Utah wiped the slate clean this summer by getting rid of five noteworthy players: Al Jefferson, Paul Millsap, Mo Williams, DeMarre Carroll, and Randy Foye. That leads me to believe Utah, like Phoenix, is planning for the future with it’s extremely young core. When healthy, four of the five Jazz starters are 23 years of age or younger. Let’s take a look at my expectations for the Utah Jazz’ this season:
Guards (C+): Jamaal Tinsley, Gordon Hayward, John Lucas, Alec Burks, Trey Burke (IR)
Some would say Trey Burke was a steal, being picked at #9 (by Minnesota then traded to Utah). Regardless of him being a steal or not, Utah definitely got it’s man. Trey Burke is a perfect fit as the team was desperate at point guard. Judging Burke from his time with Michigan, we know he isn’t afraid to take the big shots and try to carry his team to the promised land. Burke will likely miss the first two months of the season with a broken finger. The sharp-shooting Gordon Hayward is capable of playing both, the two and three. However, it appears Utah will move forward with Hayward as it’s shooting guard. Hayward immediately gained the reputation of being a great outside shooter. Teams must step up on him as he can torch you if you give him any space. Also beware of athletic two guard Alec Burks, who should end up being a valuable asset to this young squad.
Forwards (C-): Richard Jefferson, Derrick Favors, Brandon Rush, Jeremy Evans, Marvin Williams (IR)
After a couple years of being a benchwarmer, it appears as though Richard Jefferson will get his shot to be a starter again. Although he isn’t what he used to be, he still knows how to play the game and should benefit the young players with his veteran leadership. With the loss of Paul MIllsap in free agency, Derrick Favors will take over as the starting power forward. Since being picked third by New Jersey in 2010 (and later traded to Utah as part of the Deron Williams deal), Favors has been in his shell as he hasn’t been able to earn much quality playing time. Favors’ patience paid off as he is now expected to be a key component in Utah’s future. Favors has a very effective post game as well as an excellent NBA body.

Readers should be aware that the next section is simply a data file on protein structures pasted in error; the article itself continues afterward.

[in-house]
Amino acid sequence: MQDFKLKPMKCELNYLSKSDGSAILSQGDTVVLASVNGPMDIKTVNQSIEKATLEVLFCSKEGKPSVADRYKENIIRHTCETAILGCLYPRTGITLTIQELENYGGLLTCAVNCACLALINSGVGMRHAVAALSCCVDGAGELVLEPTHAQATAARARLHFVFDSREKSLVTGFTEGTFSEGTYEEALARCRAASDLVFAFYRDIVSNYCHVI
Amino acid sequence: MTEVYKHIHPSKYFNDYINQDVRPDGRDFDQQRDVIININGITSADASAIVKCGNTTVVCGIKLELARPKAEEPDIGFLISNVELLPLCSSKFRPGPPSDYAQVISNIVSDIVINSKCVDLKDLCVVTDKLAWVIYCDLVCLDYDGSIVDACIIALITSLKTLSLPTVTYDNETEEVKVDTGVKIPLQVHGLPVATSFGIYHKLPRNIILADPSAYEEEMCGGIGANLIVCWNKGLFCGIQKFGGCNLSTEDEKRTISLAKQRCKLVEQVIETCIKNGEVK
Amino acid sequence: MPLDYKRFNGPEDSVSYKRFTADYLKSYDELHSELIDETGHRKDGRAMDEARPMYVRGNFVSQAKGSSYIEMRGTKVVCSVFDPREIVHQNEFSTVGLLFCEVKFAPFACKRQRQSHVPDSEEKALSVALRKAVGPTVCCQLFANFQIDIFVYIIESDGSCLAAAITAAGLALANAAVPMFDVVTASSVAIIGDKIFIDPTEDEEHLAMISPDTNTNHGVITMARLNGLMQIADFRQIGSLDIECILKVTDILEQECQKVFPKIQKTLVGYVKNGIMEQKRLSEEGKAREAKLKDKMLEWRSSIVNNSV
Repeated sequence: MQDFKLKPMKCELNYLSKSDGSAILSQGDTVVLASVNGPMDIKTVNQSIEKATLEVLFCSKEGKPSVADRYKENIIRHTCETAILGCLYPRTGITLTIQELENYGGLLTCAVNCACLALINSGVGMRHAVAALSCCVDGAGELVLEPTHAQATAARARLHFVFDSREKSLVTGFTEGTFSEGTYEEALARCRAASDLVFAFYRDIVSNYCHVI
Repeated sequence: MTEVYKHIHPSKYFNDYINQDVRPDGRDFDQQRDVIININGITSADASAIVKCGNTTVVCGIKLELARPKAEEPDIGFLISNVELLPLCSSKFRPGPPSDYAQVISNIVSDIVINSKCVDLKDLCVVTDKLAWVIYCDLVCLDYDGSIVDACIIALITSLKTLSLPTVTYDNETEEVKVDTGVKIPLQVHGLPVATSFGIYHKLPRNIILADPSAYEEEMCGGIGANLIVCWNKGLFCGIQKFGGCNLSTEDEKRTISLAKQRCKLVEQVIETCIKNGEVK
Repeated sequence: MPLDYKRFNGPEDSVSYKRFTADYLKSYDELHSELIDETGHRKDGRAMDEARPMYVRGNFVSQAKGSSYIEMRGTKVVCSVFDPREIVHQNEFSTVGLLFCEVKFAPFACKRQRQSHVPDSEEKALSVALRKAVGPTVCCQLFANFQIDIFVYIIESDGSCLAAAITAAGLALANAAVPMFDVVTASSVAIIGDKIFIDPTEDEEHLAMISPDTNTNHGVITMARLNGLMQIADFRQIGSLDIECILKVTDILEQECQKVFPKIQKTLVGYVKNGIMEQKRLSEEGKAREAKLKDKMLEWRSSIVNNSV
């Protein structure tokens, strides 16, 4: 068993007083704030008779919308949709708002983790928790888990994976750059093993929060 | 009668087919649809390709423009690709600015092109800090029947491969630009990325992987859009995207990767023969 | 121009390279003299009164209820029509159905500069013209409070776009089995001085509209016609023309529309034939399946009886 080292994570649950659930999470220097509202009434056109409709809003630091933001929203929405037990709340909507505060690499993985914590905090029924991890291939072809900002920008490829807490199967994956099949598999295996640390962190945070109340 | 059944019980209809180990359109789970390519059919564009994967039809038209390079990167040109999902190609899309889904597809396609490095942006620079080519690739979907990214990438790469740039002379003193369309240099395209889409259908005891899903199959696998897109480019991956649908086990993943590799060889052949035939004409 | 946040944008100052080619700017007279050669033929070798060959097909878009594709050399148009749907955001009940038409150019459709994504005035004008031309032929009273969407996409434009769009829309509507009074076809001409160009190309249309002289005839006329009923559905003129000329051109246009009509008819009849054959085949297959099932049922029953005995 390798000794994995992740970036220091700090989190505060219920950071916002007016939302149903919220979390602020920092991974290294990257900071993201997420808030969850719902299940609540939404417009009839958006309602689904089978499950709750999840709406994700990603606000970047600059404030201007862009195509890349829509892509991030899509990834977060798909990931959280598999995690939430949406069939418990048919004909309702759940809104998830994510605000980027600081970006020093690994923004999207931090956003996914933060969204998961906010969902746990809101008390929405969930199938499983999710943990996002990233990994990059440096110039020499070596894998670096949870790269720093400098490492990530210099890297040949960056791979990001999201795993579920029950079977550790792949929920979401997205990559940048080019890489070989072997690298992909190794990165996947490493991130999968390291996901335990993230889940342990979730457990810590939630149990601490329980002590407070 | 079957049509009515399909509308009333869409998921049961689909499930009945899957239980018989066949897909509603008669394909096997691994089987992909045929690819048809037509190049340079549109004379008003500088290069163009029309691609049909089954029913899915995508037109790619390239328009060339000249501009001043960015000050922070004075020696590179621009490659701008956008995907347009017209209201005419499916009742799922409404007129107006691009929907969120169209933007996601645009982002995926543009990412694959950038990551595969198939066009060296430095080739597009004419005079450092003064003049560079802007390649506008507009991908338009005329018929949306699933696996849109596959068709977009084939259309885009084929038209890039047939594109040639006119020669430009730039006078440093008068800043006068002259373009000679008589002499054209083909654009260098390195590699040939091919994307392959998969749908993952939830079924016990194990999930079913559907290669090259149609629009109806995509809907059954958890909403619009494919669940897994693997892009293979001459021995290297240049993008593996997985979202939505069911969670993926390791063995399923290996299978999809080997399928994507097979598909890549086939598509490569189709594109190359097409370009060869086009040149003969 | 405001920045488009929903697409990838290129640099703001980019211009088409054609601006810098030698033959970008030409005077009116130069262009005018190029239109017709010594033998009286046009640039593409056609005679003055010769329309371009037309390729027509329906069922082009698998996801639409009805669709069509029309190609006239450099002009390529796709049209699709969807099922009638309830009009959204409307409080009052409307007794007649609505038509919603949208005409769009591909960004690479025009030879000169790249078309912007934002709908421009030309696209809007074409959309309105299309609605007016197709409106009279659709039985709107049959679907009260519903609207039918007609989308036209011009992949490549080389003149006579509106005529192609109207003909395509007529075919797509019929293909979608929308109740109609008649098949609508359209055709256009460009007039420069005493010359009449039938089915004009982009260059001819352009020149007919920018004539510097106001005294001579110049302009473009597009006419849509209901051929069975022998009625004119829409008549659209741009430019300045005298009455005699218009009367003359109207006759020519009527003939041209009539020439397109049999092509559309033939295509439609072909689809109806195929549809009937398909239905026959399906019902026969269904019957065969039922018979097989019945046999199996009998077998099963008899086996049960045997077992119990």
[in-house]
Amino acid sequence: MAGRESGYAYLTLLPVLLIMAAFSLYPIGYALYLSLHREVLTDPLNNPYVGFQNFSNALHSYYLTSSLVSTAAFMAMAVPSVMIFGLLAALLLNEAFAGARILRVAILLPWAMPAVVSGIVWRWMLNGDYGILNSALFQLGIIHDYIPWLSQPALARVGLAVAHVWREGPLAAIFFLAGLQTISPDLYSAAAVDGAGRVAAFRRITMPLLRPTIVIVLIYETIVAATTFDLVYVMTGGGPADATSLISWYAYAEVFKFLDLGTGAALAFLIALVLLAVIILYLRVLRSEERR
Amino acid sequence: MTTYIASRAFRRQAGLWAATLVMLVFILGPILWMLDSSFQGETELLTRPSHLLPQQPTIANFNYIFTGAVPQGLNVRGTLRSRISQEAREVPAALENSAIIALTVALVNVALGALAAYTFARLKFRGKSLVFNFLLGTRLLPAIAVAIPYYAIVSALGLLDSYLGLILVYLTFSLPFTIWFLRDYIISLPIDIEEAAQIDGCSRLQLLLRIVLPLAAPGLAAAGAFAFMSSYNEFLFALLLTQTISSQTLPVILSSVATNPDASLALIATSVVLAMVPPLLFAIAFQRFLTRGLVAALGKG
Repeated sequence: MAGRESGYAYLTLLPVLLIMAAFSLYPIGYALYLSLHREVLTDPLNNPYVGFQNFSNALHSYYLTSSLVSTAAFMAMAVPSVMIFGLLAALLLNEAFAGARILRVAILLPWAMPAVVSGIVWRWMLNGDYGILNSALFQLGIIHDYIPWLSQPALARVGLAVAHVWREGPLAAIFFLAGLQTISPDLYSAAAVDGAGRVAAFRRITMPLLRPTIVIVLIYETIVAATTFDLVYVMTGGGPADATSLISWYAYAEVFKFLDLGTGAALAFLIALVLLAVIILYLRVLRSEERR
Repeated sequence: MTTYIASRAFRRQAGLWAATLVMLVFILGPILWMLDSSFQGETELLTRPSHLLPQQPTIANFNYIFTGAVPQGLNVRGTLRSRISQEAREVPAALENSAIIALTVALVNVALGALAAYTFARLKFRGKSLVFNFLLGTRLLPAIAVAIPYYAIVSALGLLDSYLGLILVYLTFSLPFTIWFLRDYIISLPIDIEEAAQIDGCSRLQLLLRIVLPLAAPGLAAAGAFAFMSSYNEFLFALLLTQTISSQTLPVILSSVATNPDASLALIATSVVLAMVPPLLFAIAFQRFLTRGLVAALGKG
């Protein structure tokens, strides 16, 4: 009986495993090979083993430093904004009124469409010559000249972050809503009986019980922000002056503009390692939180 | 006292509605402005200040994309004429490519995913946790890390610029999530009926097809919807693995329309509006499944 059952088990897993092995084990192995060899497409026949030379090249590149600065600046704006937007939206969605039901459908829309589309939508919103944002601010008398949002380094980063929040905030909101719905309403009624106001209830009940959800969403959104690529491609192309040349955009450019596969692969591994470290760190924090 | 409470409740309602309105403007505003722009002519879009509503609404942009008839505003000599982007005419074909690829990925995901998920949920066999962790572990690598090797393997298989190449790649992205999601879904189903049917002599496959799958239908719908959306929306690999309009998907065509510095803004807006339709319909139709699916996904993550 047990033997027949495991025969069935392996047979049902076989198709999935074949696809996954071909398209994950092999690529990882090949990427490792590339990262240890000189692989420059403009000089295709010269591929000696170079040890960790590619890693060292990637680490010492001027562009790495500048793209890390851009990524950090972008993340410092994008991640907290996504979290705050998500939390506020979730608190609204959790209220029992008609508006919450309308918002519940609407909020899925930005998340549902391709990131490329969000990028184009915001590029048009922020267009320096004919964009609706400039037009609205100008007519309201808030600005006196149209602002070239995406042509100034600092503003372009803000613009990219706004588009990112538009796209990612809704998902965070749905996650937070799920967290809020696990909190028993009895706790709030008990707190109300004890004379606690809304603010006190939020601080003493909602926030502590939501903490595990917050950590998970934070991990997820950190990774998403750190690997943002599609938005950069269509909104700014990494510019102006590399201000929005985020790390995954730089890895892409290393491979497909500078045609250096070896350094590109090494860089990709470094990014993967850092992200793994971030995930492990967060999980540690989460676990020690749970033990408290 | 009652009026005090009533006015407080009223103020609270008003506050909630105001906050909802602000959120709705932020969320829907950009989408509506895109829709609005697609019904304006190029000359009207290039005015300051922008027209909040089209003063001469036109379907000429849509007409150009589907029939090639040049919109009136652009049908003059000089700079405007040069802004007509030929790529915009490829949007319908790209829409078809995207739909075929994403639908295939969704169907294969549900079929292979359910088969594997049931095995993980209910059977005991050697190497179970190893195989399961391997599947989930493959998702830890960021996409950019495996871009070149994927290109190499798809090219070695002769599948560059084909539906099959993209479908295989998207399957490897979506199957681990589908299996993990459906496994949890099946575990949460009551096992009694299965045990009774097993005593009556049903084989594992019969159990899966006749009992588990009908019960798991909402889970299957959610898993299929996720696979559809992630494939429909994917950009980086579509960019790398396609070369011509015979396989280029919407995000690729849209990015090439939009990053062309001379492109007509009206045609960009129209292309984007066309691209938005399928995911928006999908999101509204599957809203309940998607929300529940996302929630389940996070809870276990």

Centers (B-): Enes Kanter, Rudy Gobert, Andris Biedrins
I can definitely see Enes Kanter as a top candidate for Most Improved Player this season. Much like Derrick Favors, Kanter was stuck behind Al Jefferson until Jefferson recently left for Charlotte in free agency. Still, it’s unclear if Kanter is ready to be a starter in this league. Kanter has a lot of work to do on his raw offensive game but that is expected to steadily improve. On the other hand, Kanter provides an upgrade over Al Jefferson on the defensive end. Rudy Gobert, 7-1 center out of France, will serve as Kanter’s backup.
Defense (C): As a team that has a lot of maturing to do, learning defensive schemes will be very important. Both Kanter and Favors have the bodies to become great defenders in this league. In his limited playing time last year, Favors proved his worth by working relentlessly on the defensive end. Per 40 minutes, he averaged 2.8 blocks, 1.5 steals, and 12.2 rebounds. Favors moves extremely well for his body mass and is great at being in the location where the ball bounces off the rim. The other three positions may struggle just a bit on the defensive end.
Shooting (C+): As I mentioned earlier, Hayward is one of the strongest outside shooters in the league. Trey Burke did an excellent job in college getting off his shot but it’s sure to be a lot tougher in the NBA for the small guard. Still, I don’t think Burke will show much fear in providing his team with buckets and I see him averaging around 15 points per game when he returns to action. Richard Jefferson used to have a very smooth mid-range jumper. We’ll see if he can get his old rhythm back.
Experience (D): Again, Utah is one of the league’s youngest squads. The two main veterans are Richard Jefferson and Jamaal Tinsley. But for the most part, the young guys will work together with Coach Corbin to develop an adequate understanding of how to be successful in the NBA.
Standing – 14th West: Utah is going to let the young players go out there and play. I’m sure they’ll produce at a decent level. They just aren’t yet experienced or talented enough to be a playoff team out in the wild West.